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Condo News: Condo Managers dispute HST

September 30, 2009

As my regular readers will know, I have been quite vocal regarding the new harmonized sales tax (HST) and how it will affect the Real Estate industry in Oakville, Mississauga, GTA and the rest of Ontario – in particular new home and condo buyers and sellers.  One area of concern that hasn’t received the same attention is how the HST will affect condominium properties.

Both new and existing condo properties will be affected.  The new condos will be affected mainly through the increase in expense on the purchase price side of things. The Government has been vocal in proposing rebates for buyers up to certain thresholds to help lessen the impact.

Consider if you will the expenses and costs that are affected through condo owner’s condo maintenance fees. Things like landscaping and maintenance contracts, renovation and upgrade costs, service contracts with suppliers, contractors and other service providers – theses costs will all increase as the HST becomes applicable, where before only the GST was added.  On top of current expenses, condominium managers have to ensure that their reserve funds meet the coverage requirements of the Condominium Act. Newer condominiums often help attract buyers through lower condo fees or rebates on same in the first year of ownership. These incentive fees eventually have to come back to reality and this is something that buyers have to consider at the time of purchase.

The following article from the National Post outlines the current situation face by condominium managers and their concerns regarding the HST:

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(Source: National Post)

Condominium managers have joined the queue of disgruntled taxpayers in their bid to find ways to soften the blow of the harmonized sales tax (HST) on operating costs and condo fees. In a recent standing-room-only ACMO (Association of Condominium Managers of Ontario) luncheon at the Richmond Hill Country Club, members gathered with the intent of taking keynote speaker Yasir Naqvi, MPP Ottawa Centre and Parliamentary Assistant to the Minister of Revenue, to task in a public forum.

While contractors and maintenance spokespeople were keen to address the added costs associated with delivering services, others considered the Condominium Act reserve fund requirements to be an even bigger concern. “For managers, HST is a double whammy,” said John Belford, president of Caber Management Service Inc. in Bramalea. “As we’re playing catch-up to meet the reserve fund deadline, it’s just one extra burden that [non-condo] homeowners don’t have to worry about.”

The new Condominium Act stipulates that reserve funds must be adequate within 10 years of the first reserve fund study. This means that condominiums registered prior to May 5, 2001 are required to have their studies completed and funds “topped up” by 2011. The Act also requires that condominiums registered after May 5, 2001 correct any deficiency in the reserve in the fiscal year following the year of the study that identifies that deficiency.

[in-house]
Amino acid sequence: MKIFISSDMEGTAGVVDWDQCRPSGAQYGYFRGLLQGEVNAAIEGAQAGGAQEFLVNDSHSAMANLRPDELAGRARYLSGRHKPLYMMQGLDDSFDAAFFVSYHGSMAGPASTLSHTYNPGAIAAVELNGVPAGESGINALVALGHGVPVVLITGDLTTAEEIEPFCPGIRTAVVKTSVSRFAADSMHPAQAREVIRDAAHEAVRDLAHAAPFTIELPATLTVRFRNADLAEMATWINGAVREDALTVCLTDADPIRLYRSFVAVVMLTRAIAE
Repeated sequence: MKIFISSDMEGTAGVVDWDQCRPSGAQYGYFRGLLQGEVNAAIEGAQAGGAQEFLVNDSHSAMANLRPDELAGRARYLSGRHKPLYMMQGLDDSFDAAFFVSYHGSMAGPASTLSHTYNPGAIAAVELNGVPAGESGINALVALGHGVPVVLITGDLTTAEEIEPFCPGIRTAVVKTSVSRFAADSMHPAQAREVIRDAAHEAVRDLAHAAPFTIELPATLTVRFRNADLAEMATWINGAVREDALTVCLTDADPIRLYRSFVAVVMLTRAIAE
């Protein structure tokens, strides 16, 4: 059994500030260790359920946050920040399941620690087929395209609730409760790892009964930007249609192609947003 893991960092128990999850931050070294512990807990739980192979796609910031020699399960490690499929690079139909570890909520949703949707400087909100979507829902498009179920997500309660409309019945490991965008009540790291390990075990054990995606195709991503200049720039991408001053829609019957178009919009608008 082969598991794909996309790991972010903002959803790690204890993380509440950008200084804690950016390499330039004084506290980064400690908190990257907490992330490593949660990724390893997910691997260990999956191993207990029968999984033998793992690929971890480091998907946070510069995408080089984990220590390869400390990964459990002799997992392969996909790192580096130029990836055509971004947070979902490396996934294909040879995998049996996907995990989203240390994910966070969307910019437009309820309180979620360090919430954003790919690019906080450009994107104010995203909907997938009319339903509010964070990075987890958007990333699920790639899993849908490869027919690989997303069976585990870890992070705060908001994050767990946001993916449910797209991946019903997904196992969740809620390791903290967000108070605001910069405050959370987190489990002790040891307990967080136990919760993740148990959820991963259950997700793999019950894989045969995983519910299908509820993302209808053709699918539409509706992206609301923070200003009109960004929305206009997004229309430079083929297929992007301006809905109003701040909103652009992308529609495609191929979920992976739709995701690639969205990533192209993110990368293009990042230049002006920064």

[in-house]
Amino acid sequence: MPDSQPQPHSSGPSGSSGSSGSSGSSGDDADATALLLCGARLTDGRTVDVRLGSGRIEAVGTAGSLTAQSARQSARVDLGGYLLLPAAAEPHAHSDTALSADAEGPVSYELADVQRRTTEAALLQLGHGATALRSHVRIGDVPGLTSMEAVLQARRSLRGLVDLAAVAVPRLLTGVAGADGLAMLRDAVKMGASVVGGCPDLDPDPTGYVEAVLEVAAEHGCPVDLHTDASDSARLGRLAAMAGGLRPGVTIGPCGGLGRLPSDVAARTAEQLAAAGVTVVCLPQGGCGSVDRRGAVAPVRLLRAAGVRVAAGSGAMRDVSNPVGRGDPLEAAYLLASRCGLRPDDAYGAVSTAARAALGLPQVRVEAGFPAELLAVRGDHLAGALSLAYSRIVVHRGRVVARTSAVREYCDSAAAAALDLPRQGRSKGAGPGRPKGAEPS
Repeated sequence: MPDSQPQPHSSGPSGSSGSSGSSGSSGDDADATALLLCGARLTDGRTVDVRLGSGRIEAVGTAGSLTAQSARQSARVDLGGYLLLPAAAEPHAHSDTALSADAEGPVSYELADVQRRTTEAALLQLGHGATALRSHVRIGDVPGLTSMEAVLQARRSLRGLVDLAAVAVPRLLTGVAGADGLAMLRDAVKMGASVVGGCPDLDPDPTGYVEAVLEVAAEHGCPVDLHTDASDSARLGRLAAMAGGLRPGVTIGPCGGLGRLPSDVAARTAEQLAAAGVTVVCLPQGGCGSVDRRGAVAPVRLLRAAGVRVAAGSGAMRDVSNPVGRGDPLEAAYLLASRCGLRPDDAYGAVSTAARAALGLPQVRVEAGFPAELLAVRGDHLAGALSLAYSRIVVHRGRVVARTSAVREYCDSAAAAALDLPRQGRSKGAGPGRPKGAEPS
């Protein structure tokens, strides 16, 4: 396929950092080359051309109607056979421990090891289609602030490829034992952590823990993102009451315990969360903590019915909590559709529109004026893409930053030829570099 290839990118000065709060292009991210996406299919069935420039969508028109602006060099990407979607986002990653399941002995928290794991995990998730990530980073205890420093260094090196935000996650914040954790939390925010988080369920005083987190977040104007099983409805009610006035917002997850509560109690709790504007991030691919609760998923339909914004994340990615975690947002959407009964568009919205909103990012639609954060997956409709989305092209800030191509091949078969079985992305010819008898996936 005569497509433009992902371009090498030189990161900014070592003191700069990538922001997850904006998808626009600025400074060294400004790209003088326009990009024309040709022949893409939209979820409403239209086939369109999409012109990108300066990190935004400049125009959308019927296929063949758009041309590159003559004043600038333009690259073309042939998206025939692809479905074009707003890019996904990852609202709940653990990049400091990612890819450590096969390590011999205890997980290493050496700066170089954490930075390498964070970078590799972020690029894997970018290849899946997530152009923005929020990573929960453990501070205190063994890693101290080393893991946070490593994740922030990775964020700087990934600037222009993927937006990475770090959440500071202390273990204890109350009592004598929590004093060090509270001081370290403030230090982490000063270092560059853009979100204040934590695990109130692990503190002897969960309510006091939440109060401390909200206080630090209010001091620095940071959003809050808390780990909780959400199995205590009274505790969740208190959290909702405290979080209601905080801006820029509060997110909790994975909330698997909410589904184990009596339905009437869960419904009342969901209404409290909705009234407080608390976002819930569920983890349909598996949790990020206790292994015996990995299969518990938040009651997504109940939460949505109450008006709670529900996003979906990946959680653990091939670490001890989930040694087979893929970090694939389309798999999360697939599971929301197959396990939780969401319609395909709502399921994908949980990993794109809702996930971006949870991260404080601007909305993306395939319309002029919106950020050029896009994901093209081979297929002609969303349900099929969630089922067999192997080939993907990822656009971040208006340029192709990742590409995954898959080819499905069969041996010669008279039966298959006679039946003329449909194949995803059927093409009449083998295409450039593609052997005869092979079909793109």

The sticking point for ACMO members is the fact that HST will change operating and reserve fund numbers significantly, which will ultimately add pressure on owners. As John Warren, a partner with Adams &Miles LLP Chartered Accountants in Toronto noted in his address: “Almost all operating costs are expected to go up 6% to 7% for example. So if you have a $1-million budget, you’re already $60,000 to $70,000 short. How can we deal with that shortfall?”

ACMO president Chris Antipas says that unless something can be done, these added costs will be passed on to owners. “Both these issues will certainly affect owners, since the only source of revenue for condominium corporations is monthly maintenance fees. Depending on the corporation, that could mean anywhere from a 6.5% to 8% increase. This is already happening as the 2010 budgets are getting finalized.”

He reports that ACMO and CCI Canadian Condominium Institute are actively setting up meetings with government to come up with some solutions to lessen the impact. Some options proposed for consideration include tax exemptions with a graduated implementation. Alternatively, extending reserve fund compliance would provide the cushion needed to meet the larger shortfall.

No answers were provided by Mr. Naqvi during his keynote address, which focused mainly on the impact of tax credits on consumers and the billions of dollars of tax relief expected to be generated by the HST implementation. These assertions did little to satisfy members attending the event; and while ACMO is engaged in discussions with government, it is clear that harmonization issues surrounding maintenance fees and reserve funds will remain contentious over the near term.

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2 Comments leave one →
  1. October 21, 2009 3:31 pm

    Your blog is so informative … ..I just bookmarked you….keep up the good work!!!! 🙂

  2. January 6, 2010 10:29 pm

    The act will require condominium corporations with more than 10 units to have or complete a reserve fund study. This study will define the reserve fund required for that corporation, and help determine the budget for current and future maintenance or repairs to the buildings. As well, these corporations must submit annual financial statements to the director of condominiums at Service New Brunswick, ensuring that every condominium owner is kept appraised of its corporation’s financial status.

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